A few years before the pandemic, Tibbits’s lab received a grant from Advanced Functional Fibers of America (AFFOA) to develop “smarter textiles” that would be able to sense, respond, and transform. The research led to a partnership with Ministry of Supply — a fashion company specializing in high-tech apparel — to develop a new system for “smart textiles.” Created by MIT graduates, Ministry of Supply uses temperature-regulating material to design and produce environmentally sustainable clothing geared to professionals.

In spring 2020, a confluence of events shifted their collaboration. The global pandemic forced businesses to close in March; the Department of Architecture called for proposals to fund research positions for students to work with faculty on “crisis-related research,” including design responses to the pandemic; and the need for masks to protect first responders and the general public became apparent. Tibbits’s research received department funding.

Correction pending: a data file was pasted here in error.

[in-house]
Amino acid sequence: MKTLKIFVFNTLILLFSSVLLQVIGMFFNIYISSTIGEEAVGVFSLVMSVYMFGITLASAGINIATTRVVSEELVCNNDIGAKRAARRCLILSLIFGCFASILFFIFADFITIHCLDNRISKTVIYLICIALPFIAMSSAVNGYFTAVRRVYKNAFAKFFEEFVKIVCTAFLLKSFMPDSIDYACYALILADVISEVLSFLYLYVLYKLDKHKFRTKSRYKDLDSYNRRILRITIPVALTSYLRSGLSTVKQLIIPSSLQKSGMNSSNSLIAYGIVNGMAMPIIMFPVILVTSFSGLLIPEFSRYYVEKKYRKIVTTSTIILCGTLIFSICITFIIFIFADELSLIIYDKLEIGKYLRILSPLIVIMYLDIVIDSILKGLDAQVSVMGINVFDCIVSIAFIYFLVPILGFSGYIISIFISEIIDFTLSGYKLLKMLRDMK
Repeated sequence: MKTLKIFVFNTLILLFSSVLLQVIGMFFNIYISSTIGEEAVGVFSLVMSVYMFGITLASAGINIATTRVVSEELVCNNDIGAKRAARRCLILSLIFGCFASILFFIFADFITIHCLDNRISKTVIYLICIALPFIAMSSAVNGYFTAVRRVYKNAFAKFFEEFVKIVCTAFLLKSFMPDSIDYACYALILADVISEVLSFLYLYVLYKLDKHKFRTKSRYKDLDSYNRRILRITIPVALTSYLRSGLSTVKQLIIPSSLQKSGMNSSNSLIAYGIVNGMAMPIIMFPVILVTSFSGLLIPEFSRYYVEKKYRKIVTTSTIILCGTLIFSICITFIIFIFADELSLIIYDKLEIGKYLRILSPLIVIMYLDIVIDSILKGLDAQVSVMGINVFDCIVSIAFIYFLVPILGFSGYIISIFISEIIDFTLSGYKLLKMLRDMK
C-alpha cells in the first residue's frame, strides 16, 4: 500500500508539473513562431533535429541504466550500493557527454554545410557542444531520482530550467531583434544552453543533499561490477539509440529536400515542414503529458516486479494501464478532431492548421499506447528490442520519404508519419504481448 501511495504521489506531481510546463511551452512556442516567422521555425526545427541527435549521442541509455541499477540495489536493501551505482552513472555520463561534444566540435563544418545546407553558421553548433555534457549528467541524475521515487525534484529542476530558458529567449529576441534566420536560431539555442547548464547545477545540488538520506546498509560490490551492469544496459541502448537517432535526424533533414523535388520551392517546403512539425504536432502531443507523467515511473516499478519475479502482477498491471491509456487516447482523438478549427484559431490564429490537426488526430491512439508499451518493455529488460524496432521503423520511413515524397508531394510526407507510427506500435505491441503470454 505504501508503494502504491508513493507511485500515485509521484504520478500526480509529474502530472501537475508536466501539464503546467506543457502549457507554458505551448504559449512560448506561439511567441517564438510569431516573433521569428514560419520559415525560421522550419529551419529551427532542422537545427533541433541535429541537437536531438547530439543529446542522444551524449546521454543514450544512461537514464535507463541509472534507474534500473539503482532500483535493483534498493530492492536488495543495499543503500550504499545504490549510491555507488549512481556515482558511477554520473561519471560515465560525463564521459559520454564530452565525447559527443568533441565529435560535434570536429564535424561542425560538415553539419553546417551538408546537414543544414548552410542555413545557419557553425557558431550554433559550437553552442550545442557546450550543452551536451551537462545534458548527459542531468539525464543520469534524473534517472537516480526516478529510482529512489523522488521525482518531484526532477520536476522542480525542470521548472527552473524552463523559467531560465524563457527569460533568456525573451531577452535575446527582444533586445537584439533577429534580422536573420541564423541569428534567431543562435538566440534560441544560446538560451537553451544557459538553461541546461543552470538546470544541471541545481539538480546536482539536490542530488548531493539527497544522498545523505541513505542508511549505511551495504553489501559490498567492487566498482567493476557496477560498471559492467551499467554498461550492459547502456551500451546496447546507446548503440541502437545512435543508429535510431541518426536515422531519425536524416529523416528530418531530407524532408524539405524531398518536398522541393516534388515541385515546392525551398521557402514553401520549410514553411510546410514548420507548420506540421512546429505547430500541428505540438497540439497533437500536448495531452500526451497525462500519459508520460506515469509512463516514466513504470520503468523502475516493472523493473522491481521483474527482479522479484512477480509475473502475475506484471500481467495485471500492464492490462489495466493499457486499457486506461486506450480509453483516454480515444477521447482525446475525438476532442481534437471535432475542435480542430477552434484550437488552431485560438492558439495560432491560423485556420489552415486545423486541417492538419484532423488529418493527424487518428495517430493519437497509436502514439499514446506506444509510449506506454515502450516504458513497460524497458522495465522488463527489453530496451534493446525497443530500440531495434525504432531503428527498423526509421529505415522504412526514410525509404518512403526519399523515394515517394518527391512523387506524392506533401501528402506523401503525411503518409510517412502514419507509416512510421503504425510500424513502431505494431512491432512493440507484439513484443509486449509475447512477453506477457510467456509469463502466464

“Lavender was already trying to make textile apparel with a customized fit, so we could quickly transition to making customized masks,” says Tibbits. “But the main challenge with any customization is that you cannot make each mask unique. It becomes a factory logistics problem. You have to be able to mass-produce these. Customers don’t want to wait weeks or months for their unique mask.”

How, then, is a mass-produced mask tailored for an individual face?

“Lavender created the knit structure — the architecture — of the mask,” says Tibbits. “The material properties alone don’t lead to the behavior of precise transformation. It’s basically two- or three-dimensionally knitting structures, and with every single stitch you can change the structure and the materials.”